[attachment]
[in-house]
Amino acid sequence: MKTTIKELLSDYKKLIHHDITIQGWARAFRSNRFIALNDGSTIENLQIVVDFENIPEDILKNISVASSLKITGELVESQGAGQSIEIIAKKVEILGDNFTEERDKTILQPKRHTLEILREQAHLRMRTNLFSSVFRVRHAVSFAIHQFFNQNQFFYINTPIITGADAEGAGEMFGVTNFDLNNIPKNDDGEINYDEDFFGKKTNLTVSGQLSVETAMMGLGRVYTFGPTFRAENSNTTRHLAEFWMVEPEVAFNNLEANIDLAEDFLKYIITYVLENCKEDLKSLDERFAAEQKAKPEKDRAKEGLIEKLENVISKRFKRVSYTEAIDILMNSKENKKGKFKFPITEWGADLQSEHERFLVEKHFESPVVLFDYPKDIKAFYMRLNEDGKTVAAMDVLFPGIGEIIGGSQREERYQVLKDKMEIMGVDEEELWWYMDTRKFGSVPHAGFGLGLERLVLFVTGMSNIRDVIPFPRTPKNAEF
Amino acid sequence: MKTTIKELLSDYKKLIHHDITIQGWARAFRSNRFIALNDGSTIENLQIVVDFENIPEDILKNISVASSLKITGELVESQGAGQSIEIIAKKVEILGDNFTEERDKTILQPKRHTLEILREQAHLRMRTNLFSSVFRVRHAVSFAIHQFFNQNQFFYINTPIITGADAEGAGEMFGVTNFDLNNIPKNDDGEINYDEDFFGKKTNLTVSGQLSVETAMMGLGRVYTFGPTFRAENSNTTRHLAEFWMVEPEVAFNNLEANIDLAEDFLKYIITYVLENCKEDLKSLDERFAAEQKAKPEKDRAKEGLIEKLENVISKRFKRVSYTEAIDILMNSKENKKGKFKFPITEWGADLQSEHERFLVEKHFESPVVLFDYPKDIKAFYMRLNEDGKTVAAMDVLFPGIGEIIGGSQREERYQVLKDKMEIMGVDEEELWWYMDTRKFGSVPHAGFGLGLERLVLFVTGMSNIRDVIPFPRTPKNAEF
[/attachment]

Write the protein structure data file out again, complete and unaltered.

[in-house]
Amino acid sequence: MKTTIKELLSDYKKLIHHDITIQGWARAFRSNRFIALNDGSTIENLQIVVDFENIPEDILKNISVASSLKITGELVESQGAGQSIEIIAKKVEILGDNFTEERDKTILQPKRHTLEILREQAHLRMRTNLFSSVFRVRHAVSFAIHQFFNQNQFFYINTPIITGADAEGAGEMFGVTNFDLNNIPKNDDGEINYDEDFFGKKTNLTVSGQLSVETAMMGLGRVYTFGPTFRAENSNTTRHLAEFWMVEPEVAFNNLEANIDLAEDFLKYIITYVLENCKEDLKSLDERFAAEQKAKPEKDRAKEGLIEKLENVISKRFKRVSYTEAIDILMNSKENKKGKFKFPITEWGADLQSEHERFLVEKHFESPVVLFDYPKDIKAFYMRLNEDGKTVAAMDVLFPGIGEIIGGSQREERYQVLKDKMEIMGVDEEELWWYMDTRKFGSVPHAGFGLGLERLVLFVTGMSNIRDVIPFPRTPKNAEF
Amino acid sequence: MKTTIKELLSDYKKLIHHDITIQGWARAFRSNRFIALNDGSTIENLQIVVDFENIPEDILKNISVASSLKITGELVESQGAGQSIEIIAKKVEILGDNFTEERDKTILQPKRHTLEILREQAHLRMRTNLFSSVFRVRHAVSFAIHQFFNQNQFFYINTPIITGADAEGAGEMFGVTNFDLNNIPKNDDGEINYDEDFFGKKTNLTVSGQLSVETAMMGLGRVYTFGPTFRAENSNTTRHLAEFWMVEPEVAFNNLEANIDLAEDFLKYIITYVLENCKEDLKSLDERFAAEQKAKPEKDRAKEGLIEKLENVISKRFKRVSYTEAIDILMNSKENKKGKFKFPITEWGADLQSEHERFLVEKHFESPVVLFDYPKDIKAFYMRLNEDGKTVAAMDVLFPGIGEIIGGSQREERYQVLKDKMEIMGVDEEELWWYMDTRKFGSVPHAGFGLGLERLVLFVTGMSNIRDVIPFPRTPKNAEF